Tuesday, 12 January 2016: 4:30 PM
Room 243 ( New Orleans Ernest N. Morial Convention Center)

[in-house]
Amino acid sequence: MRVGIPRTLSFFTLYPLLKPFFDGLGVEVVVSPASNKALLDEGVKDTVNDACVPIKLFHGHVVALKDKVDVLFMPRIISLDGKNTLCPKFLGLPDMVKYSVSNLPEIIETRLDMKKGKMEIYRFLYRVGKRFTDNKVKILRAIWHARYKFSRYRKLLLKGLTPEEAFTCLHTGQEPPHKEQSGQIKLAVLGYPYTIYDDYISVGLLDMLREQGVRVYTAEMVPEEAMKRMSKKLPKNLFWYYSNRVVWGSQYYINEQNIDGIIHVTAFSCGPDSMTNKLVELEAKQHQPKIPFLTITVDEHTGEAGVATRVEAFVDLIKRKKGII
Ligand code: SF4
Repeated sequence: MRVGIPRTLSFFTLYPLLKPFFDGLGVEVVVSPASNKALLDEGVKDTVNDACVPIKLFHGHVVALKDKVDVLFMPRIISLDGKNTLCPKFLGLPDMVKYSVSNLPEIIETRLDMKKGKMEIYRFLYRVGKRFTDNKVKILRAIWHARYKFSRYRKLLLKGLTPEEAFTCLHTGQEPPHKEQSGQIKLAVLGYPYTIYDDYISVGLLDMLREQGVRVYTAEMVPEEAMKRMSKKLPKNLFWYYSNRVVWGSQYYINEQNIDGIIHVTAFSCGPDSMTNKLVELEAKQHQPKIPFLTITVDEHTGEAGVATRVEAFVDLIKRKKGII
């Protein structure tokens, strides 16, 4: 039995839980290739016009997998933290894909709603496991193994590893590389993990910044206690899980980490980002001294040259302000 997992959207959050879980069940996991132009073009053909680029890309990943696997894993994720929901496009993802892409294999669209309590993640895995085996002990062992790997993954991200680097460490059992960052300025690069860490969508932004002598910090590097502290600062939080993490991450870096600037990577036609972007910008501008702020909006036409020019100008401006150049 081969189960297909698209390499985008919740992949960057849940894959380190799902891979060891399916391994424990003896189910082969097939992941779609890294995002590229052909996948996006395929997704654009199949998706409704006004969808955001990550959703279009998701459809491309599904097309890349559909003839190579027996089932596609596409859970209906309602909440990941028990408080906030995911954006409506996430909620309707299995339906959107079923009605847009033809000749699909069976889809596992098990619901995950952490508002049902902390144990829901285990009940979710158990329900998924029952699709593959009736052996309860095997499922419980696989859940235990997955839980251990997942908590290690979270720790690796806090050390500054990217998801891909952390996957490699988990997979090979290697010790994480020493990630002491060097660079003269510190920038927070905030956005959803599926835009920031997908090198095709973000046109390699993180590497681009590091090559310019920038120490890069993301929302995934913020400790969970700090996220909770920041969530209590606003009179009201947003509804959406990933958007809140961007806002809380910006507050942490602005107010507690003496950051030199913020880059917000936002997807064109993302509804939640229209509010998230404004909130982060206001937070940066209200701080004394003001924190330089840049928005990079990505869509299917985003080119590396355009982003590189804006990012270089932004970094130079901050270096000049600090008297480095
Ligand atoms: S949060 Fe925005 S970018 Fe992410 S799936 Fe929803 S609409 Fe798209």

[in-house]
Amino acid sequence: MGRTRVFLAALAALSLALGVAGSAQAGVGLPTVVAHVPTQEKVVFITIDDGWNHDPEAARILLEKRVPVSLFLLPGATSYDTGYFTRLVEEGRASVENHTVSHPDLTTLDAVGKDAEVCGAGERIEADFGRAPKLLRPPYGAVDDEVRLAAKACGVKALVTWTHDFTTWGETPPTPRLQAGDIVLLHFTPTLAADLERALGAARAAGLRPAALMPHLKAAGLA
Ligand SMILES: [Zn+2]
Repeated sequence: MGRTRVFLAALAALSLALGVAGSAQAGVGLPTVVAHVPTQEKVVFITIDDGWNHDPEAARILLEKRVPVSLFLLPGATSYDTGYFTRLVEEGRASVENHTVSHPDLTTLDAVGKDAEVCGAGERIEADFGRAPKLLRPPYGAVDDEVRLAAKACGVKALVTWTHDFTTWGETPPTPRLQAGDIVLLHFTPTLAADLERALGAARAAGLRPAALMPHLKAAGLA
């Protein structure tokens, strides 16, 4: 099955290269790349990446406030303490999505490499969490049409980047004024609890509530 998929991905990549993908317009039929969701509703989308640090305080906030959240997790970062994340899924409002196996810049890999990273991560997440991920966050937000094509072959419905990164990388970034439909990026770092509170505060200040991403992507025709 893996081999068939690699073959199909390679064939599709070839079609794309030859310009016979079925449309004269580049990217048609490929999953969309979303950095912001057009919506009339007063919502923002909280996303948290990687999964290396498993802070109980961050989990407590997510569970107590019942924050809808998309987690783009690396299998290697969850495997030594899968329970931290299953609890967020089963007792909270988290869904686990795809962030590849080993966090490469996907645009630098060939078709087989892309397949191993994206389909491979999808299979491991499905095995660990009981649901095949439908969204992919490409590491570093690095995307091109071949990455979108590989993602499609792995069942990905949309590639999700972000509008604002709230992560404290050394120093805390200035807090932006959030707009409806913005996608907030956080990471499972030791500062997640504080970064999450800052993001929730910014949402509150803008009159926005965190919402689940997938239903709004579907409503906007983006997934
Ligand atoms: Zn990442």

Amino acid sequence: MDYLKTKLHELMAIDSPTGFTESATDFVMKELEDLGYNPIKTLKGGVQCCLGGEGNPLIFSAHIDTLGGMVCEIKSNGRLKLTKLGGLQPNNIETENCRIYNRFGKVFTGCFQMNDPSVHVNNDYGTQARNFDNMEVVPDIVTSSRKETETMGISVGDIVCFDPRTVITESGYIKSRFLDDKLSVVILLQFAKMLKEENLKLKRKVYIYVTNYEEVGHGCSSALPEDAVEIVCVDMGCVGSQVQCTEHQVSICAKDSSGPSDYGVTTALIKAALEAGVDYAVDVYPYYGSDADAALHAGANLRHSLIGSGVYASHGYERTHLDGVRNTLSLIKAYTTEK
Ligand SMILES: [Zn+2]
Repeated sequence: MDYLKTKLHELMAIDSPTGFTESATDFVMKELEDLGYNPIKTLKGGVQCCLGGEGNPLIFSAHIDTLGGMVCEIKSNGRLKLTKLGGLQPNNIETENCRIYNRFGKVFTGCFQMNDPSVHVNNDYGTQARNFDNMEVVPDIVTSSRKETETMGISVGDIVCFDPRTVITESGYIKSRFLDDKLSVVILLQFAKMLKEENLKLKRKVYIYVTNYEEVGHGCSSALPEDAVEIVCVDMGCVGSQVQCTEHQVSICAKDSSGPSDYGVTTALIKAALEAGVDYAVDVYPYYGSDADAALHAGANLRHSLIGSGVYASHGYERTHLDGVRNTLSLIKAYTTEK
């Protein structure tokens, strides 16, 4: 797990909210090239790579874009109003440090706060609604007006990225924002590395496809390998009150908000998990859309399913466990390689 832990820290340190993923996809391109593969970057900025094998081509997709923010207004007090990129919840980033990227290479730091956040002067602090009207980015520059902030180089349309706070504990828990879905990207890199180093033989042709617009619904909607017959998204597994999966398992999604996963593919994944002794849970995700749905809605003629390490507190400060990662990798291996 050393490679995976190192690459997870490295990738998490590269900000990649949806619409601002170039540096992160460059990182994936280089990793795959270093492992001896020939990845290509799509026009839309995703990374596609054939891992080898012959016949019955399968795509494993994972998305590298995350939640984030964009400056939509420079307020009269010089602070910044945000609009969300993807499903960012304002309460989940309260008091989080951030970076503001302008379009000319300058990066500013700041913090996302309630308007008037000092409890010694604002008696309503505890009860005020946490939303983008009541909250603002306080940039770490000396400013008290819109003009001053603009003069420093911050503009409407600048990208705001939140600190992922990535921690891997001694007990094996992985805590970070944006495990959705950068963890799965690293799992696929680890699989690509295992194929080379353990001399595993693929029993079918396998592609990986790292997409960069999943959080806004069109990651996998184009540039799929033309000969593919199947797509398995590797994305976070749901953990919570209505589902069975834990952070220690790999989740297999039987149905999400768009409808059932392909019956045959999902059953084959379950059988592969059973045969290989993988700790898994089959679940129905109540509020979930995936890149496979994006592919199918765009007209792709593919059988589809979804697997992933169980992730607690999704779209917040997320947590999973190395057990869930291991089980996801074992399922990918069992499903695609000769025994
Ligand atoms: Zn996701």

In order to protect public health, state and local agencies across the Mid-Atlantic region have provided daily forecasts of ozone (O3) and fine particulate matter (PM2.5) since the late 1990s. When O3 or PM2.5 concentrations are forecasted to exceed the National Ambient Air Quality Standard (NAAQS; 75 parts per billion for 8-hour average O3 and 35 micrograms per cubic meter for 24-hour average PM2.5), an Air Quality Alert (AQA) is issued. Accurate predictions of AQA days are critical to ensure that citizens can take action to protect their health when the NAAQS is exceeded; it is equally important to limit the number of "false alarms," days when an exceedance of the NAAQS is forecasted but not observed. Historically, O3 NAAQS exceedances in the Mid-Atlantic occurred in multi-day events and were linked to region-wide heat waves of hot, stagnant, and sunny weather. These meteorological conditions are straightforward to forecast and allowed for relatively high accuracy in predicting O3 NAAQS exceedances. Since 2012, however, there has been a breakdown in the relationship between hot weather and O3 exceedances, with most exceedance days now occurring as single day "spikes." The result has been a consecutive 3-year run of record low O3 concentrations across the region, with an order of magnitude fewer NAAQS exceedance days. In a similar manner, PM2.5 concentrations have also been steadily decreasing since about 2009, most notably during the summer months, to the point that PM2.5 NAAQS exceedances are now extremely rare during the summer in the Mid-Atlantic. The main factors responsible for the shifts in ambient O3 and PM2.5 levels will be discussed, including continued reductions in emissions of O3 and PM2.5 precursors and fewer occurrences of O3-favorable synoptic conditions (i.e., heat waves), possibly due to climate change. O3 exceedance days are now much more dependent on mesoscale features, such as weak frontal boundaries, which are difficult for numerical forecast models to resolve and thus, challenging to predict. We will present new and updated forecasting tools that have been developed in response to the changing emissions and meteorological conditions, and describe recent successes and challenges in forecasting O3 and PM2.5, with a focus on the Philadelphia metropolitan area. Suggestions for modifying the AQA process to reflect increased occurrence of single day "spikes" in ambient O3 will also be discussed, as will the implications of the proposed reduction in the O3 NAAQS.
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